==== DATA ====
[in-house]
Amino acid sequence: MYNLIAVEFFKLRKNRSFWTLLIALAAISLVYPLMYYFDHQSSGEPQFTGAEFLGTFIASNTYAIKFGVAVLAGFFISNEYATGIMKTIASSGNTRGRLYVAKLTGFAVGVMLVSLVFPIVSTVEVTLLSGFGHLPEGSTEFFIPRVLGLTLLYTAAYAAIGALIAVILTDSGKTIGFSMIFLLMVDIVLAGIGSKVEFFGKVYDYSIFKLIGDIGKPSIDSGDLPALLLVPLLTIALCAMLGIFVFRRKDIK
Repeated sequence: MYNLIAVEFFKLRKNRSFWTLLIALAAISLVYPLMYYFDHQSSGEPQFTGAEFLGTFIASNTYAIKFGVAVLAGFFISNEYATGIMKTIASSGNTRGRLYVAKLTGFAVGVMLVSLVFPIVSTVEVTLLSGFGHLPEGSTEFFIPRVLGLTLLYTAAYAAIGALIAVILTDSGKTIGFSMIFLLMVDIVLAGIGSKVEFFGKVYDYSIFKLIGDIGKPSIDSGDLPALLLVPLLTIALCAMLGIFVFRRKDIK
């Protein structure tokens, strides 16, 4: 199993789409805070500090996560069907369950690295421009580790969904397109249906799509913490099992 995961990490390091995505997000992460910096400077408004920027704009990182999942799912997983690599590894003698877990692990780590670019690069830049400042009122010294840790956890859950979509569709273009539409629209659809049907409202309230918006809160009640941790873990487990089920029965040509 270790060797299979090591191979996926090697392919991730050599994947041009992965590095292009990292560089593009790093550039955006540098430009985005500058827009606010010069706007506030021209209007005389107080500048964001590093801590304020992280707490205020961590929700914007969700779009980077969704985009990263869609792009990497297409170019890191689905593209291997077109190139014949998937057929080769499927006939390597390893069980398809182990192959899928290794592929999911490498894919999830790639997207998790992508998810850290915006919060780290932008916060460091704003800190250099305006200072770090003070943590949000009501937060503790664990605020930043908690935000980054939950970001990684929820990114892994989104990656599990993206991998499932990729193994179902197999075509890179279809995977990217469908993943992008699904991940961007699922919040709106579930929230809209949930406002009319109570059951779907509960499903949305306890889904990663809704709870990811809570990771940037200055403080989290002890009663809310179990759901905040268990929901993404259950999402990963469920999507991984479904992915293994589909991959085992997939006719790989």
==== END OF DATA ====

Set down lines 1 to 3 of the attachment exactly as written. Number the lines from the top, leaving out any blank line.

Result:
[in-house]
Amino acid sequence: MYNLIAVEFFKLRKNRSFWTLLIALAAISLVYPLMYYFDHQSSGEPQFTGAEFLGTFIASNTYAIKFGVAVLAGFFISNEYATGIMKTIASSGNTRGRLYVAKLTGFAVGVMLVSLVFPIVSTVEVTLLSGFGHLPEGSTEFFIPRVLGLTLLYTAAYAAIGALIAVILTDSGKTIGFSMIFLLMVDIVLAGIGSKVEFFGKVYDYSIFKLIGDIGKPSIDSGDLPALLLVPLLTIALCAMLGIFVFRRKDIK
Repeated sequence: MYNLIAVEFFKLRKNRSFWTLLIALAAISLVYPLMYYFDHQSSGEPQFTGAEFLGTFIASNTYAIKFGVAVLAGFFISNEYATGIMKTIASSGNTRGRLYVAKLTGFAVGVMLVSLVFPIVSTVEVTLLSGFGHLPEGSTEFFIPRVLGLTLLYTAAYAAIGALIAVILTDSGKTIGFSMIFLLMVDIVLAGIGSKVEFFGKVYDYSIFKLIGDIGKPSIDSGDLPALLLVPLLTIALCAMLGIFVFRRKDIK